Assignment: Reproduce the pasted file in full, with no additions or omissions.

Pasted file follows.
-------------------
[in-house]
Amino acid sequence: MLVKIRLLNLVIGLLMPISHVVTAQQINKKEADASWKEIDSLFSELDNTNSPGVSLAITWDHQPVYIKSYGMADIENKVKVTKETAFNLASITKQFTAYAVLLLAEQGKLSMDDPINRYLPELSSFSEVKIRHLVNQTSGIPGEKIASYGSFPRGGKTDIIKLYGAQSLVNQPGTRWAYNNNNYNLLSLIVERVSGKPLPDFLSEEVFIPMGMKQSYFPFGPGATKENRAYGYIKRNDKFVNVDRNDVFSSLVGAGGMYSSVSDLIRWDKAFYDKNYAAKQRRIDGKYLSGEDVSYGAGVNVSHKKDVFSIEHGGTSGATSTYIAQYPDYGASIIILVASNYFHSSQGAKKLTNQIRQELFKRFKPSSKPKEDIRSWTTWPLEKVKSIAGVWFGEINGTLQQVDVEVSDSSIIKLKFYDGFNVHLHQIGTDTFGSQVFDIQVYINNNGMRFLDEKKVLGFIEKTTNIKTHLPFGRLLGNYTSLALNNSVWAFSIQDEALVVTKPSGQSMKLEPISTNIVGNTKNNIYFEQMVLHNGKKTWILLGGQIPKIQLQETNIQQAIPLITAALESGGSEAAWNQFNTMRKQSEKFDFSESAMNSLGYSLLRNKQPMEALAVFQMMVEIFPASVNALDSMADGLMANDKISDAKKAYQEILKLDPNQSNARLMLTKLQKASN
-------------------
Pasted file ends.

[in-house]
Amino acid sequence: MLVKIRLLNLVIGLLMPISHVVTAQQINKKEADASWKEIDSLFSELDNTNSPGVSLAITWDHQPVYIKSYGMADIENKVKVTKETAFNLASITKQFTAYAVLLLAEQGKLSMDDPINRYLPELSSFSEVKIRHLVNQTSGIPGEKIASYGSFPRGGKTDIIKLYGAQSLVNQPGTRWAYNNNNYNLLSLIVERVSGKPLPDFLSEEVFIPMGMKQSYFPFGPGATKENRAYGYIKRNDKFVNVDRNDVFSSLVGAGGMYSSVSDLIRWDKAFYDKNYAAKQRRIDGKYLSGEDVSYGAGVNVSHKKDVFSIEHGGTSGATSTYIAQYPDYGASIIILVASNYFHSSQGAKKLTNQIRQELFKRFKPSSKPKEDIRSWTTWPLEKVKSIAGVWFGEINGTLQQVDVEVSDSSIIKLKFYDGFNVHLHQIGTDTFGSQVFDIQVYINNNGMRFLDEKKVLGFIEKTTNIKTHLPFGRLLGNYTSLALNNSVWAFSIQDEALVVTKPSGQSMKLEPISTNIVGNTKNNIYFEQMVLHNGKKTWILLGGQIPKIQLQETNIQQAIPLITAALESGGSEAAWNQFNTMRKQSEKFDFSESAMNSLGYSLLRNKQPMEALAVFQMMVEIFPASVNALDSMADGLMANDKISDAKKAYQEILKLDPNQSNARLMLTKLQKASN